In addition to revolutionizing the approach to software engineering, low-code development raises complicated questions.
Can any professional engage in low-code development, or a certain technical knowledge is still required? Should developers be engaged in low-code development or should they fear losing their jobs?
Let’s discuss in detail why low-code platforms are gaining ground and how the trend influences software product development at the moment.
Why low-code development is a thing
The rise of low-code platforms is not surprising—it’s a natural answer to an internal demand evidenced by an ever-growing backlog of features and apps and a shortage of developers.
Many businesses, particularly smaller ones, have scarce human and financial resources to address all their needs and get on the bandwagon of digital transformation.
Low-code platforms lower the entry barrier by providing an opportunity to use sophisticated technologies with the same budget and team, regardless of the technical knowledge level.
What’s more, low-code apps are delivered much faster than with traditional software development. This very feature has become the main game changer that helped many businesses live through 2020.
When companies had their employees suddenly locked down at home, they needed a solution to continue running their operations and connecting with customers. And they needed it literally overnight. It meant that even if they were ready to develop a custom app, they had no time for that.
In this sense, low-code apps with their drag-and-drop interfaces and pre-built connectors became a viable solution for many businesses. Such businesses included those that had to rebuild their operations to serve customers in new conditions and those that needed to streamline their processes when their services came in high demand, which led to an overwhelming workload (for instance, for those who happened to sell protective gear or antiseptics).
Why tech-savviness is still a must
Low-code development resembles building with LEGO bricks—anyone can do it, or such is a popular opinion. One should only select necessary components and drag and drop blocks within the graphical user interface. In reality, it’s not that simple.
Unsupervised app building with excessive steps and elements can make apps cumbersome and contribute to technical debt. It means that in order to truly harness low-code development platforms, professionals should have a certain degree of tech-savviness, or ideally, a combination of technical skills, deep understanding of business challenges, and domain knowledge.
Low-code development tools target citizen developers, or, in other words, people who have a deep understanding of their industry and a technical-oriented mind but who are more interested in solving business challenges than coding.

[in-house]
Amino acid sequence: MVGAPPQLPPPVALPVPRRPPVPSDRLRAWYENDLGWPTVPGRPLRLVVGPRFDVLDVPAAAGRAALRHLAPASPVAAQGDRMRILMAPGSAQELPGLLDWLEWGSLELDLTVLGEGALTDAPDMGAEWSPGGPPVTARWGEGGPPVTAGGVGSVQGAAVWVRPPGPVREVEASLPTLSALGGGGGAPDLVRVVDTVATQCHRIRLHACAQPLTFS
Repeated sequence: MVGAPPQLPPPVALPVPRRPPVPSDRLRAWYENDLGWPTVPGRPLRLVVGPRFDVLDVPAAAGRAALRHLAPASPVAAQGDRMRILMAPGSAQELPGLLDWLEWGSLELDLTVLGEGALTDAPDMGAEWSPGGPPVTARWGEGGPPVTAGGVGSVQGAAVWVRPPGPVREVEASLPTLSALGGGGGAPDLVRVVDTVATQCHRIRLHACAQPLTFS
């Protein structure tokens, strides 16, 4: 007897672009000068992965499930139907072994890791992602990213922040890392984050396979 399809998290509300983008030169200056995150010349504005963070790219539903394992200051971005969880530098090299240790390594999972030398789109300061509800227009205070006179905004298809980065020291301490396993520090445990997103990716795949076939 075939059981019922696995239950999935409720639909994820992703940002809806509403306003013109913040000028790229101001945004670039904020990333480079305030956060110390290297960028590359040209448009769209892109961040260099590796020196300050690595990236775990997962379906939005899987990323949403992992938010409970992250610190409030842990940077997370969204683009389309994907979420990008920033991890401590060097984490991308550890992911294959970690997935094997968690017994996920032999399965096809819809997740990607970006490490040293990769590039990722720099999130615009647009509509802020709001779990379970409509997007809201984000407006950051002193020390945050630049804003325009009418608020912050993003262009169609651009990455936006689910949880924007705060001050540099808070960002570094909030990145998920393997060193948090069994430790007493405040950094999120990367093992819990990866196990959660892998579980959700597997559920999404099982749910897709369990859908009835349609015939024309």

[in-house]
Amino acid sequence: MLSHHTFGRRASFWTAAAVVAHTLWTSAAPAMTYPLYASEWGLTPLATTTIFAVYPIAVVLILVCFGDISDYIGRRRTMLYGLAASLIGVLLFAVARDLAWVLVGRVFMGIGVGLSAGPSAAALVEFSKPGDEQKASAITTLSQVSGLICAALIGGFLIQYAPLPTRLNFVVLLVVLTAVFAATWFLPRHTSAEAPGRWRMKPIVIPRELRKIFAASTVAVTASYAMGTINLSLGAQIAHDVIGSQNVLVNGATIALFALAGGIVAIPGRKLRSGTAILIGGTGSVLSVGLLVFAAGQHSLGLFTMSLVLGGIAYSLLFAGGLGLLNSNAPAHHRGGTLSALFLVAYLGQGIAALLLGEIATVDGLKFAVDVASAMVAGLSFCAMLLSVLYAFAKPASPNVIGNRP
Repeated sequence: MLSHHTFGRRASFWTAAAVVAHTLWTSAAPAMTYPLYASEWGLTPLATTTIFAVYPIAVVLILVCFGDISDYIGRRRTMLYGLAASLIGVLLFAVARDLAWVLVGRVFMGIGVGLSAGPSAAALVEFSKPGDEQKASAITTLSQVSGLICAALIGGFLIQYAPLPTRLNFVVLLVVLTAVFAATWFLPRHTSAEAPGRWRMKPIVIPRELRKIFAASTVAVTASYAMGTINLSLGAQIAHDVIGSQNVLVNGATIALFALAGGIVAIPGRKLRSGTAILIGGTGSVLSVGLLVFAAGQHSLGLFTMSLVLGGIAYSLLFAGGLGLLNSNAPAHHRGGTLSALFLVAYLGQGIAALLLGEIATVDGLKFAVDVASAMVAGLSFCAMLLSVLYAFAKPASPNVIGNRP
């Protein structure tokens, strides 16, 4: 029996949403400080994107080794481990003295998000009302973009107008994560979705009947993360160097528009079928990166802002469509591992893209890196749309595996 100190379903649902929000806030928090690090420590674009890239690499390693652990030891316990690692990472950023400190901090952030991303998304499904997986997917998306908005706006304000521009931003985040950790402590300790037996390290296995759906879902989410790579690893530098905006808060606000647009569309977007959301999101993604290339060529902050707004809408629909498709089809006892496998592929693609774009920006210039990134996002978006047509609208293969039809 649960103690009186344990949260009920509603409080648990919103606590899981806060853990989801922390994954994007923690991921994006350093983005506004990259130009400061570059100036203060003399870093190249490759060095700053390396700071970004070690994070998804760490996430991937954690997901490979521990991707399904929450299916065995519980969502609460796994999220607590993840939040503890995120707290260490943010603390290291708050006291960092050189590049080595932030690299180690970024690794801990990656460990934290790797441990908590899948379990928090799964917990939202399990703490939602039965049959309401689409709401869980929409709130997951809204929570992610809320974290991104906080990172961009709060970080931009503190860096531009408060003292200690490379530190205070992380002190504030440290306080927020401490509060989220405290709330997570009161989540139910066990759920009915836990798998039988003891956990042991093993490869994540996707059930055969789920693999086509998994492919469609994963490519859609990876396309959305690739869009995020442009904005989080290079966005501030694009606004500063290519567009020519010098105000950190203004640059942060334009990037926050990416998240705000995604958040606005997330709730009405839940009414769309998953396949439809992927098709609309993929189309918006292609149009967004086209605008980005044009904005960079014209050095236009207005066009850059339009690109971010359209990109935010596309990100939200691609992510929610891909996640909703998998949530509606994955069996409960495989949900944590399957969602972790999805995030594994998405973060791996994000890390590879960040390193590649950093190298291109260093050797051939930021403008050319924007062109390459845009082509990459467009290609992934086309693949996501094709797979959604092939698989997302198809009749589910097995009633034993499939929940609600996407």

In addition to having many ideas, they can also articulate and define requirements and use the technology to solve their problems—they just don’t want to learn a number of coding languages to make their ideas come to life.
Low-code development fills the programming skills gap, covers for developers’ shortage, and can be used both for testing ideas and releasing solutions.
Does it displace software engineers?
Low-code platforms are frequently seen as a threat to the traditional role of software developers. Indeed, why spend months and a fortune on custom app development when it’s possible to pay a license fee and deliver apps at speed with no coding needed?
It seems that the rise of low-code development tools will somewhat change the role of developers but it won’t endanger their existence. Above all, developers are needed to build and enhance low-code and no-code platforms in the first place.
At the same time, no low-code platform could compete with a custom-built app, particularly, in the long run. So custom app development will stay a primary option for medium and large businesses that require flexibility and wide customization capabilities.
In their turn, low-code apps are great for reacting to various business disruptions or for covering separate non-critical functions. In all other cases, they are quite limited in their functional scope and can’t cover multiple operations cohesively.
When a company that has an in-house IT team plans to adopt a low-code platform, it needs to first get buy-in from software engineers. They should understand that this decision will free them from a good share of minor tasks flowing from different departments and let them focus on more complex projects.
At the same time, it’s never a good idea to make developers work with low-code platforms. They might not get why they should make a million clicks instead of writing a single line of code.
Alternatively, it’s possible to adopt platforms that have both low-code tools and a code editor or allow introducing custom code. Such tools can also be viewed as an extension of programming methods and used for fast experiments and MVPs.
Plus, developers can team up with other employees to supervise their low-coding efforts and educate them about coding and business logic essentials.
Best low-code development platforms in 2021
- Visual LANSA
- Zoho Creator
- Salesforce Lightning
- Microsoft PowerApps
- Google App Maker
- DWKitSpring Boot
- Ninox Database
On a final note
There are two best use cases for low-code tools. First, they can help small businesses at early stages to adopt innovative solutions fast and affordably. Second, when used to contribute to software engineers’ work, these tools can drive the productivity of developers themselves and the company on the whole.
So instead of creating conflicts or risks for software engineers, low-code tools can lead to win-win outcomes for all the parties.